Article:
In Re Airmont Knitting & Undergarment Co., Inc, 182 F.2d 740 (2d Cir. 1950)Annotate this Case
Decided June 2, 1950
Feuer & Kantor, New York City, for appellant; Abraham Kantor and Samuel Feuer, New York City, of counsel.
Hecht & Glaser, New York City, for appellees; Samuel Hecht and Raphael S. Sternfield, New York City, of counsel.
Before SWAN, AUGUSTUS N. HAND and CHASE, Circuit Judges.
This appeal presents two questions, the first being the sufficiency of an involuntary petition in bankruptcy filed against the appellant and the second involving the limitation of issues which the court directed to be tried by a jury.
The petition alleged the commission of four acts of bankruptcy under section 3, sub. a(3).1 As to each alleged act of bankruptcy, the petition charged that the bankrupt while insolvent, suffered or permitted a judgment creditor to obtain a lien on its property by the service of a third party subpoena, with a copy of Sec. 781 of the New York Civil Practice Act endorsed thereon, upon an insurance company which was indebted to the bankrupt, which lien the bankrupt failed to have vacated or discharged within thirty days from the date of service of such third party subpoena. The bankrupt moved to dismiss on the ground that these allegations which are assumed to be true for the purposes of the motion, do not constitute an act of bankruptcy within the purview of section 3, sub. a(3) of the Bankruptcy Act.
The district court correctly held the petition sufficient. Whether the service of a third party subpoena in supplementary proceedings creates a lien upon the judgment debtor's claim against the third party is a question of state law. 4 Collier on Bankruptcy (14th ed.), § 70.70. Whatever may formerly have been the rule in New York it is now clear that the judgment creditor does obtain a lien by such procedure. Wickwire Spencer Steel Co. v. Kemkit Scientific Corp., 292 N.Y. 139, 54 N.E.2d 336, 153 A.L.R. 208; Dannenberg v. L. Leopold & Co., Inc., 188 Misc. 250, 65 N.Y.S.2d 549, 552; Brenner v. Patrician Restaurant, City Ct., 92 N.Y.S.2d 246, 248; 4 Remington on Bankruptcy (5th ed.), § 1613, 1950 Supplement. The Wickwire case holds that it is such a lien as is voidable under § 67, 11 U.S.C.A. § 107. No sound reason has been advanced why it should not also be a "lien" within the meaning of § 3, sub. a(3), 11 U.S.C.A. § 21, sub. a(3).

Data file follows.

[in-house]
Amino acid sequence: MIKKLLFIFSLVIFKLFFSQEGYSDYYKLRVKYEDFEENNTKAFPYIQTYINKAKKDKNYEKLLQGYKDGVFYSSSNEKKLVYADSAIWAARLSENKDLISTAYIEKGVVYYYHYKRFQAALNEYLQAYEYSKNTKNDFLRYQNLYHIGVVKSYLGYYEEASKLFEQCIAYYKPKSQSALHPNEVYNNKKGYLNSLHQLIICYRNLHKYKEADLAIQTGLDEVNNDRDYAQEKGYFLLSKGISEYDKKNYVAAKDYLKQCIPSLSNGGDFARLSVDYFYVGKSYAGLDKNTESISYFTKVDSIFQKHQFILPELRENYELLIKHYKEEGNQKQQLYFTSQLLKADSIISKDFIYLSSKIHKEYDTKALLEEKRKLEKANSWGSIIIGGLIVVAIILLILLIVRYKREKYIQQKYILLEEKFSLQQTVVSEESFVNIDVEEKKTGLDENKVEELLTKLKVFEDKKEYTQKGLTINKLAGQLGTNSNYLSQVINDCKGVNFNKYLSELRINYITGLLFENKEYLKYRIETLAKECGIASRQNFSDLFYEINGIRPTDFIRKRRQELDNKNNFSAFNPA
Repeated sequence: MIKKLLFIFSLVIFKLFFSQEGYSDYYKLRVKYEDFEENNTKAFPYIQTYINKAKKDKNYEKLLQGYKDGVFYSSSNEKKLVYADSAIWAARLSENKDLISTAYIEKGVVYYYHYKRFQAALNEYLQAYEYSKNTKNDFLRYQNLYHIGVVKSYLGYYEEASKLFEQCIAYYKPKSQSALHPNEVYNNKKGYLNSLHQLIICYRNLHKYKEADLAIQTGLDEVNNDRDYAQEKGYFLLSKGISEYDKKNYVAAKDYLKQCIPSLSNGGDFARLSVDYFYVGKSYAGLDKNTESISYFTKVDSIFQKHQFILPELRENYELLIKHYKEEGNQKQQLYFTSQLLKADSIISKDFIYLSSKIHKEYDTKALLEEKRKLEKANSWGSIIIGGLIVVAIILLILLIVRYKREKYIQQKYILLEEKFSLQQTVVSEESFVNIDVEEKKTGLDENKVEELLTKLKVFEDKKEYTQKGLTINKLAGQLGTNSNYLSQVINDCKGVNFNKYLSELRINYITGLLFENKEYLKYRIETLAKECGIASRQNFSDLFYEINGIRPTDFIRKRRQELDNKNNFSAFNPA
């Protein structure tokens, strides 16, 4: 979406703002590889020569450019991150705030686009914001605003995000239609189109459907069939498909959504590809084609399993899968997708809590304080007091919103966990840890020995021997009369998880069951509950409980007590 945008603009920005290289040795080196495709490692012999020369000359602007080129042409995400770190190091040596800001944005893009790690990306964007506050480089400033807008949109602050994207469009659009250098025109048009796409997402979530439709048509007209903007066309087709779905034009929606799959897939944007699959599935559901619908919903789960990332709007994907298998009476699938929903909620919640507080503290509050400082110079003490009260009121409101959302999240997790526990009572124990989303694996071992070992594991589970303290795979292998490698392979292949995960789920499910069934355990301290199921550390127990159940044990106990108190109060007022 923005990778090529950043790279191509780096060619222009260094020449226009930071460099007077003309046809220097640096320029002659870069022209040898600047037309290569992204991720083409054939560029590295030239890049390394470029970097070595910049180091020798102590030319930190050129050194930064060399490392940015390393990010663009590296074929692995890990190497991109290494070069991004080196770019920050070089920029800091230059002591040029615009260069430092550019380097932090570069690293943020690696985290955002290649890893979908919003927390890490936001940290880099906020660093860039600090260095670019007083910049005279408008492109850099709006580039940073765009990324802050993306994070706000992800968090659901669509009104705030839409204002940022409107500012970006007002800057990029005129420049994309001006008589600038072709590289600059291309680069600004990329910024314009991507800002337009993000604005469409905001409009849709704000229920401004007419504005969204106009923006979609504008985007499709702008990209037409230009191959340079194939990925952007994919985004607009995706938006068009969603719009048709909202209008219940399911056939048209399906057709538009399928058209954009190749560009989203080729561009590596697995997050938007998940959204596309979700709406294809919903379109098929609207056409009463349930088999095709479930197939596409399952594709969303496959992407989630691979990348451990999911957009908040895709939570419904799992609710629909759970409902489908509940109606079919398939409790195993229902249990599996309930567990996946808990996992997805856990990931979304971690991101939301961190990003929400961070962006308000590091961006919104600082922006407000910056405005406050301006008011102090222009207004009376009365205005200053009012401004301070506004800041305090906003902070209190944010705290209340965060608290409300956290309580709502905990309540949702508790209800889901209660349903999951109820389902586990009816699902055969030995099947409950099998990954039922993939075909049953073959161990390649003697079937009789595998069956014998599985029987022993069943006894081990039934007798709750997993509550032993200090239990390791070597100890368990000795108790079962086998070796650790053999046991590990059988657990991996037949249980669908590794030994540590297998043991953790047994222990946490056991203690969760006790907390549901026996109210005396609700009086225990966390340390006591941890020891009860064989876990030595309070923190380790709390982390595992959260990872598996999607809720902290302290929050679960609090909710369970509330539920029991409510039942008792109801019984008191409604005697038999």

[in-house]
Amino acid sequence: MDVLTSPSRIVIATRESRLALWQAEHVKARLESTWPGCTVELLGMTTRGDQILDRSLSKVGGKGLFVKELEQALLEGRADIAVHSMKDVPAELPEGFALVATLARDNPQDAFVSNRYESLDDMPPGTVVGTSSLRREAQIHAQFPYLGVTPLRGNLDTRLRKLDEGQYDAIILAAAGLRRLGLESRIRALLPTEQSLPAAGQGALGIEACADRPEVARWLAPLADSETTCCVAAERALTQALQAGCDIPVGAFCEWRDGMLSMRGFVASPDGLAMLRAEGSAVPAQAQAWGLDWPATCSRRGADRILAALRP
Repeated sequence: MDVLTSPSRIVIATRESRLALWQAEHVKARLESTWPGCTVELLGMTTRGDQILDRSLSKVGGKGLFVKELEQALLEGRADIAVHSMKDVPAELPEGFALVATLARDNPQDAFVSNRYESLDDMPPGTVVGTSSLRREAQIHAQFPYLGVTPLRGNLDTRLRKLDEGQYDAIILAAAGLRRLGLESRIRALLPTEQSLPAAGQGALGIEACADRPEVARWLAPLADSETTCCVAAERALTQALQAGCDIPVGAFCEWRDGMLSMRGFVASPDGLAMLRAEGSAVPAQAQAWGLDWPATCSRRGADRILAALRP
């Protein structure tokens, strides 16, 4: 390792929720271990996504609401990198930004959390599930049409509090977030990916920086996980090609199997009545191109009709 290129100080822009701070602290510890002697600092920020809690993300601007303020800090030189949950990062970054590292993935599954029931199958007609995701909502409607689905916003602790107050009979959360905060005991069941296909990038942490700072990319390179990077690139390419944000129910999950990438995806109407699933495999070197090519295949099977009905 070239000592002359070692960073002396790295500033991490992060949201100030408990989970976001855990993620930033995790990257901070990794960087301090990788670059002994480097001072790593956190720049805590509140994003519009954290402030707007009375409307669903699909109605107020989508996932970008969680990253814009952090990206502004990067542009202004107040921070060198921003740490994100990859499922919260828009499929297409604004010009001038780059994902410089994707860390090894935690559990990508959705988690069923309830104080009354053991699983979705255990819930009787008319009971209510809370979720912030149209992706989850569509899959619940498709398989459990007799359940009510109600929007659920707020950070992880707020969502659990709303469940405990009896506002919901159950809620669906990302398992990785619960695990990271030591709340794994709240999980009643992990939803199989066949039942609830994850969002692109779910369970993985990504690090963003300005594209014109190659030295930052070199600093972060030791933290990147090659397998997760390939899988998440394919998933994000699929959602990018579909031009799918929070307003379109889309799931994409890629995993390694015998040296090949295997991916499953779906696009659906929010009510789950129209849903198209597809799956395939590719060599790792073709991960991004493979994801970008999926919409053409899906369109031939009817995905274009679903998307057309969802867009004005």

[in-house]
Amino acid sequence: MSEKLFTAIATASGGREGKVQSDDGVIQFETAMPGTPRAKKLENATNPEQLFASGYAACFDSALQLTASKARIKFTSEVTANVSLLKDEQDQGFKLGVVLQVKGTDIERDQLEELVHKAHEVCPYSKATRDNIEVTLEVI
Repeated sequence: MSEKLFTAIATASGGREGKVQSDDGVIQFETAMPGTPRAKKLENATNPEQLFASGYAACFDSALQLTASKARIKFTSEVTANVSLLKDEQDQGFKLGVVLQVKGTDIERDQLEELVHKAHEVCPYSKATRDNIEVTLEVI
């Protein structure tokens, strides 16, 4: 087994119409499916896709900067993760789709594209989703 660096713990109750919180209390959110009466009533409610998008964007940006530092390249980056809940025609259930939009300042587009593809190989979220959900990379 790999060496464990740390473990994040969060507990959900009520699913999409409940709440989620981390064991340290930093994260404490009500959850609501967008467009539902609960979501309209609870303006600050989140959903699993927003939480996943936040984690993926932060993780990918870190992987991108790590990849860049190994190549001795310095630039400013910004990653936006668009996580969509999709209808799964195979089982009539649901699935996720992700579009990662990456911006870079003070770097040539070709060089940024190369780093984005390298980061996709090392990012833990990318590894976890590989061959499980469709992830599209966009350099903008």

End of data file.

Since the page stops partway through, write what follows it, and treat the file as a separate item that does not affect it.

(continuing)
Equally groundless is the appellant's attack upon so much of the order as directed what issues were to be tried by the jury. The court limited these to the bankrupt's insolvency and whether the third party subpoenas bore the endorsement required by § 781 of the New York Civil Practice Act. These would appear to be the only issues on which the bankrupt is entitled to a jury trial under section 19, 11 U.S.C.A. § 42. The appellant's brief asserts that its answer to the involuntary petition in bankruptcy raised additional issues. The answer, however, is not included in the record. But if it raised issues of fact other than insolvency and the commission of the act of bankruptcy, the court was under no obligation to submit them to a jury, although it might in its discretion refer them for an advisory verdict. See Carpenter v. Cudd, 4 Cir., 174 F. 603, 606; In re Neasmith, 6 Cir., 147 F. 160, 163; In re General Footwear Corp., D.C., (S.D.N.Y.), 54 F.2d 654, 656; 2 Collier on Bankruptcy (14th ed.), § 19.04.
11 U.S.C.A. § 21, sub. a (3): "Acts of bankruptcy by a person shall consist of his having * * * (3) suffered or permitted, while insolvent, any creditor to obtain a lien upon any of his property through legal proceedings and not having vacated or discharged such lien within thirty days from the date thereof or at least five days before the date set for any sale or other disposition of such property."